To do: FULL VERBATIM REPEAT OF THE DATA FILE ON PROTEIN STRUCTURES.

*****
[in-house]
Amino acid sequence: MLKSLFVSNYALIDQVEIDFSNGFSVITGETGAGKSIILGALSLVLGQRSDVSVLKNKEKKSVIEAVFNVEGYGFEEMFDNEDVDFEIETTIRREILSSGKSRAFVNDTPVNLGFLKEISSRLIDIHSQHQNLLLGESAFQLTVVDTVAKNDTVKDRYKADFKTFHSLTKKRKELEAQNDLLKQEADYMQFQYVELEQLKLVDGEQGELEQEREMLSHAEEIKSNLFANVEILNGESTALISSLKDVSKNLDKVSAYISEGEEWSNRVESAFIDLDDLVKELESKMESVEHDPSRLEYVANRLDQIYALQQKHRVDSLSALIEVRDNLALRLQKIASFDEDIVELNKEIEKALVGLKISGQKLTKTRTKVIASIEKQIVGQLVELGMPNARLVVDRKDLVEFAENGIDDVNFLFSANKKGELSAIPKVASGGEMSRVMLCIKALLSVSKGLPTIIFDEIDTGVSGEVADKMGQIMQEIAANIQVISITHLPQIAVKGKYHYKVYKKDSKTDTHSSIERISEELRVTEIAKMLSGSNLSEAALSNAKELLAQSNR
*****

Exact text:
[in-house]
Amino acid sequence: MLKSLFVSNYALIDQVEIDFSNGFSVITGETGAGKSIILGALSLVLGQRSDVSVLKNKEKKSVIEAVFNVEGYGFEEMFDNEDVDFEIETTIRREILSSGKSRAFVNDTPVNLGFLKEISSRLIDIHSQHQNLLLGESAFQLTVVDTVAKNDTVKDRYKADFKTFHSLTKKRKELEAQNDLLKQEADYMQFQYVELEQLKLVDGEQGELEQEREMLSHAEEIKSNLFANVEILNGESTALISSLKDVSKNLDKVSAYISEGEEWSNRVESAFIDLDDLVKELESKMESVEHDPSRLEYVANRLDQIYALQQKHRVDSLSALIEVRDNLALRLQKIASFDEDIVELNKEIEKALVGLKISGQKLTKTRTKVIASIEKQIVGQLVELGMPNARLVVDRKDLVEFAENGIDDVNFLFSANKKGELSAIPKVASGGEMSRVMLCIKALLSVSKGLPTIIFDEIDTGVSGEVADKMGQIMQEIAANIQVISITHLPQIAVKGKYHYKVYKKDSKTDTHSSIERISEELRVTEIAKMLSGSNLSEAALSNAKELLAQSNR